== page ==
What was the virtual job interview process like? What are the advantages and disadvantages of conducting an interview virtually, versus in-person?

I have always found it helpful to approach the interview process as a dialog as opposed to an interrogation. As a candidate we need to show that our experiences are relevant for the role and that we will be a good cultural fit. It’s important to also assess if the role, the company’s mission/values and ultimately the people are aligned with one’s aspirations, values and career goals. A disadvantage of virtual interviews is that it’s hard behind a screen to get a feel for the people and culture. I always took advantage of the opportunity while waiting in a corporate lobby to observe.  How are people interacting with one another? Are they smiling or do they seem stressed out? Does this feel like a place in which I can see myself thrive? While that is missing now, an advantage of virtual interviews is that you and the interviewer can get to know one another on a more even playing field and personal level. Take the opportunity to ask about the dog barking in the background or share about why you like living where you do to make a human connection. It can be hard to get to know someone in a structured interview, especially if you are shuffled from office to office where the interviewer is behind his/her desk. There isn’t a home field advantage when you are both at home. While you are both on the same playing field, make a human connection to see if it feels like the right fit.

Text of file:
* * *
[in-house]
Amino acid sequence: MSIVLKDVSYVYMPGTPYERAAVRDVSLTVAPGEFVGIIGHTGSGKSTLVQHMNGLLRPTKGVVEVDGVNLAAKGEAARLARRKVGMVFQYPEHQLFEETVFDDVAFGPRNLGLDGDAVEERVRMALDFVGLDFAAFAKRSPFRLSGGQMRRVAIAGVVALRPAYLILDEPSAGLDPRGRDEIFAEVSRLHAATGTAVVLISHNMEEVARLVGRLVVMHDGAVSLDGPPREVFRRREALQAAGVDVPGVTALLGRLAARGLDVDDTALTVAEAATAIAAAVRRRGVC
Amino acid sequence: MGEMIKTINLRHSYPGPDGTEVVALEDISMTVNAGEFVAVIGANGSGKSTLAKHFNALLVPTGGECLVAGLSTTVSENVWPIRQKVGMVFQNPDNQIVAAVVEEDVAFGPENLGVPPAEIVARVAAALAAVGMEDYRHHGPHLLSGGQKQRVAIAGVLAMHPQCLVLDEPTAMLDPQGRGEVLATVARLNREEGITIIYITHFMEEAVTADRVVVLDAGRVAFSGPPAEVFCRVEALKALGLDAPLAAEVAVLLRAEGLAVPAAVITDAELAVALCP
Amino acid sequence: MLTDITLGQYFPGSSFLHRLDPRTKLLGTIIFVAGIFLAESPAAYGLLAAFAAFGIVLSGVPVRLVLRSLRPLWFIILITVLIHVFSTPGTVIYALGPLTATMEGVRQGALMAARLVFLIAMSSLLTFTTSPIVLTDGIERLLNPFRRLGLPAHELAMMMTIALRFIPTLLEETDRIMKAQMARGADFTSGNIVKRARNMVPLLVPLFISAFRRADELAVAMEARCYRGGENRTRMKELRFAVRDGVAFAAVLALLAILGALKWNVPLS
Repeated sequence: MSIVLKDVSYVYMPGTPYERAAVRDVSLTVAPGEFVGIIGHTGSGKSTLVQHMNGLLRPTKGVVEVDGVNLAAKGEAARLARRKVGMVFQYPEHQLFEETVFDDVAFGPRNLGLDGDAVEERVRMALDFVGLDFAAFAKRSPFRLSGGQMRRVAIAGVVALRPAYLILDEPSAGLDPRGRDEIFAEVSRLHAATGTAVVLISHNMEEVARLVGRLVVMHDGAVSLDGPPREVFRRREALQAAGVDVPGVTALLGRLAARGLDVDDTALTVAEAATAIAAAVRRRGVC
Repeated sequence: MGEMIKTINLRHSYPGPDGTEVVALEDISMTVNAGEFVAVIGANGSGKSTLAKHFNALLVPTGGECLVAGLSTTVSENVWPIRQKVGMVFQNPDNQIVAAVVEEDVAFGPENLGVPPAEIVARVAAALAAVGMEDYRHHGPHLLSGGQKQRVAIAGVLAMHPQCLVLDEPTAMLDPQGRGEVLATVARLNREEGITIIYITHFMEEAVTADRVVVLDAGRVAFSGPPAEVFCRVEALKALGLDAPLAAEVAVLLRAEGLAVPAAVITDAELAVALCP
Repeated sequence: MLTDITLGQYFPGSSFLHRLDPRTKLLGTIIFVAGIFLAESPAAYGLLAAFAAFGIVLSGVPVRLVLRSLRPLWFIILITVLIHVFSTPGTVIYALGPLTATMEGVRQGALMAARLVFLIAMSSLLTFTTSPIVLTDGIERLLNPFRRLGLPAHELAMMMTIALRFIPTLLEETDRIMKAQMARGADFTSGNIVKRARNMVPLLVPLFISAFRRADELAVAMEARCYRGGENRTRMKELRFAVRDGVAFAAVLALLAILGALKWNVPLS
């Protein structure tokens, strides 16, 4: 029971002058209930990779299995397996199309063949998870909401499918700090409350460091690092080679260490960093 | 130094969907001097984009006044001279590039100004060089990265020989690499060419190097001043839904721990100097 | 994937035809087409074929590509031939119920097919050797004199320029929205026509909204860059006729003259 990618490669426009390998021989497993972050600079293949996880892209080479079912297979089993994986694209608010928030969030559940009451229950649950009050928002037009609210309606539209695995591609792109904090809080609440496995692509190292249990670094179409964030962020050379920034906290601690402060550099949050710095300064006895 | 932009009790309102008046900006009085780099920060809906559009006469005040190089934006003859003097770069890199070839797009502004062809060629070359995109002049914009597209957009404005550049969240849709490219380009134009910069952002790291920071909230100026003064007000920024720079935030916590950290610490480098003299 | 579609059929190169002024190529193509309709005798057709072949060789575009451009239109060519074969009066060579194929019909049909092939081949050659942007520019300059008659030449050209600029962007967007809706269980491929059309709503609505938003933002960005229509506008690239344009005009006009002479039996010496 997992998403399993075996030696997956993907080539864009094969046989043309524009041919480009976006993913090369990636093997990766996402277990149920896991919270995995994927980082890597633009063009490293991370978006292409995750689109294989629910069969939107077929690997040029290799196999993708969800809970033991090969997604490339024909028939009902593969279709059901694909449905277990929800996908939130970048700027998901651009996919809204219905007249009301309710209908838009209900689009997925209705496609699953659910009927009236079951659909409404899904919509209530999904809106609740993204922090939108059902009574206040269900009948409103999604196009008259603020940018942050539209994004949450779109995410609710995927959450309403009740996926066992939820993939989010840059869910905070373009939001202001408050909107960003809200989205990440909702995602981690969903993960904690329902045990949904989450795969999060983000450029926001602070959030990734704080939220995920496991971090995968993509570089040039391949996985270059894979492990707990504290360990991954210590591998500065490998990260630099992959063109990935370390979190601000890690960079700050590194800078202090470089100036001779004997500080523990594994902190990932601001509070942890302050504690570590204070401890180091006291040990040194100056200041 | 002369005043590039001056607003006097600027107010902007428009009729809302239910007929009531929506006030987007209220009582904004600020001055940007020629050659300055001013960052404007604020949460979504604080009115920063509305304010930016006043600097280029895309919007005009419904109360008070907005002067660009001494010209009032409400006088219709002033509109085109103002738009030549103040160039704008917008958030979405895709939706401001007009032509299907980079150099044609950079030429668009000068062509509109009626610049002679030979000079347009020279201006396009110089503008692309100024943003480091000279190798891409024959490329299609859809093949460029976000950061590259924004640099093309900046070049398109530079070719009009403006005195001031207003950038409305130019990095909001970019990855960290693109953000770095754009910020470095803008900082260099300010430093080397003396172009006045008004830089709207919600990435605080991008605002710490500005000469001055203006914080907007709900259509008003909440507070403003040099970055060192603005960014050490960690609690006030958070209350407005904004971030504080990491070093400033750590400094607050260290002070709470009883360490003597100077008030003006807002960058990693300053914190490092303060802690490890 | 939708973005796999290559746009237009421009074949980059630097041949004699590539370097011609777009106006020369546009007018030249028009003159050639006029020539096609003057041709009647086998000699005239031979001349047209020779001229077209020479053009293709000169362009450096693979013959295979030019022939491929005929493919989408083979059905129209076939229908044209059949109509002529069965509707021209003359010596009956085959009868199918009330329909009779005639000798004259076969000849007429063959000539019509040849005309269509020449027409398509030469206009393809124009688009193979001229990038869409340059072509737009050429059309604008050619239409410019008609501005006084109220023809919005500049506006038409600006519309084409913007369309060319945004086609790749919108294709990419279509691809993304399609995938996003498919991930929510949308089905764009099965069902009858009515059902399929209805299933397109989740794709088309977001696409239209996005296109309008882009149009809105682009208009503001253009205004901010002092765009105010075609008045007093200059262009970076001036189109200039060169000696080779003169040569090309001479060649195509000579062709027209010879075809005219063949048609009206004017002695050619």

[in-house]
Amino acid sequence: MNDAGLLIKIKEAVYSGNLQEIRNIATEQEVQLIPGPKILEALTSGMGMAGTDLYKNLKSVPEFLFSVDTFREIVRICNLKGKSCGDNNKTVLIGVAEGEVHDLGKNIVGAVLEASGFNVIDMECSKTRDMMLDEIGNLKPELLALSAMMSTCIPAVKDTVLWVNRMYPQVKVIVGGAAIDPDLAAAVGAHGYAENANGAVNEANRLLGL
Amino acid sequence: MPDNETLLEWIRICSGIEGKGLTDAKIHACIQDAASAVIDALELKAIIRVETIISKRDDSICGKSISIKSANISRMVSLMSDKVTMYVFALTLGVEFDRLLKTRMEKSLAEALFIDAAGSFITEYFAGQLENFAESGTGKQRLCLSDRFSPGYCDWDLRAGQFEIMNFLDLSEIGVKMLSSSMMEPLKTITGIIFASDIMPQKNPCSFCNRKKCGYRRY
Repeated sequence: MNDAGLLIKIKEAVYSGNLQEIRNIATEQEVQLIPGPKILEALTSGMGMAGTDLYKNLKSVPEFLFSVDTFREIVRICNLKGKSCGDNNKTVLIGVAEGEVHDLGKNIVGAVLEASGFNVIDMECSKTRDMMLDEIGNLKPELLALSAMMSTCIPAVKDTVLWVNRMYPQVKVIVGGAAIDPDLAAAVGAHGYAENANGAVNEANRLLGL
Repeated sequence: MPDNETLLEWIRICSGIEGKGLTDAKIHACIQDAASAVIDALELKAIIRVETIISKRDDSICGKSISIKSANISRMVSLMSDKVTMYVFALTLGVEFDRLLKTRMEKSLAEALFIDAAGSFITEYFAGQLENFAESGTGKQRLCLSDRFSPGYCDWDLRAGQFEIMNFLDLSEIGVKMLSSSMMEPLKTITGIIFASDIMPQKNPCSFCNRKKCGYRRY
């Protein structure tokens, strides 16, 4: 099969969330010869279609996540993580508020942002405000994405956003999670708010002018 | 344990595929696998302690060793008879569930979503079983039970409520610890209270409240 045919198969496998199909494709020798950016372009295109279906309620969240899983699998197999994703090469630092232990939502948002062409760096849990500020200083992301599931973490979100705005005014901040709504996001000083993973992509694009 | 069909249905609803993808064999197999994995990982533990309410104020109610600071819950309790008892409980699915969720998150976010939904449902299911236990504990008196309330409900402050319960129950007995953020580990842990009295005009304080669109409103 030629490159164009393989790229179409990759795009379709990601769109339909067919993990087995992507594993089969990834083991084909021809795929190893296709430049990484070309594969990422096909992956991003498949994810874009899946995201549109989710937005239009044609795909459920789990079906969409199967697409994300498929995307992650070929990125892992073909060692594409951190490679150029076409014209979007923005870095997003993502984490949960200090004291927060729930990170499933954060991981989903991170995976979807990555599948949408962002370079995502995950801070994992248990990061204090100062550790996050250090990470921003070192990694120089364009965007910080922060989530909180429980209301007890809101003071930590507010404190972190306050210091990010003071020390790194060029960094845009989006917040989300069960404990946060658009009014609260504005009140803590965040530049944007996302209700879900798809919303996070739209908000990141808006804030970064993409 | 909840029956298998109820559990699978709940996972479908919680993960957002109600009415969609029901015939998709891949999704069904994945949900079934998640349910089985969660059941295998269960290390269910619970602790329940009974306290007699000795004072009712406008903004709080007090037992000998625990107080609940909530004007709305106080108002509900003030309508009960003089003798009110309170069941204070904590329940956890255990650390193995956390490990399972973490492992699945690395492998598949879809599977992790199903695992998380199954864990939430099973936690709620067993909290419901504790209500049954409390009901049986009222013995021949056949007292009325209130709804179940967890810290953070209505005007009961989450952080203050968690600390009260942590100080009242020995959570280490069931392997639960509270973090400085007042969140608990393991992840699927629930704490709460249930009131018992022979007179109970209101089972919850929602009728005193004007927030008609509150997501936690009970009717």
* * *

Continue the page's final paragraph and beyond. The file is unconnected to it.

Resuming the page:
How is it working remotely? What is the onboarding process like? Is it harder to build relationships with new co-workers while working remotely?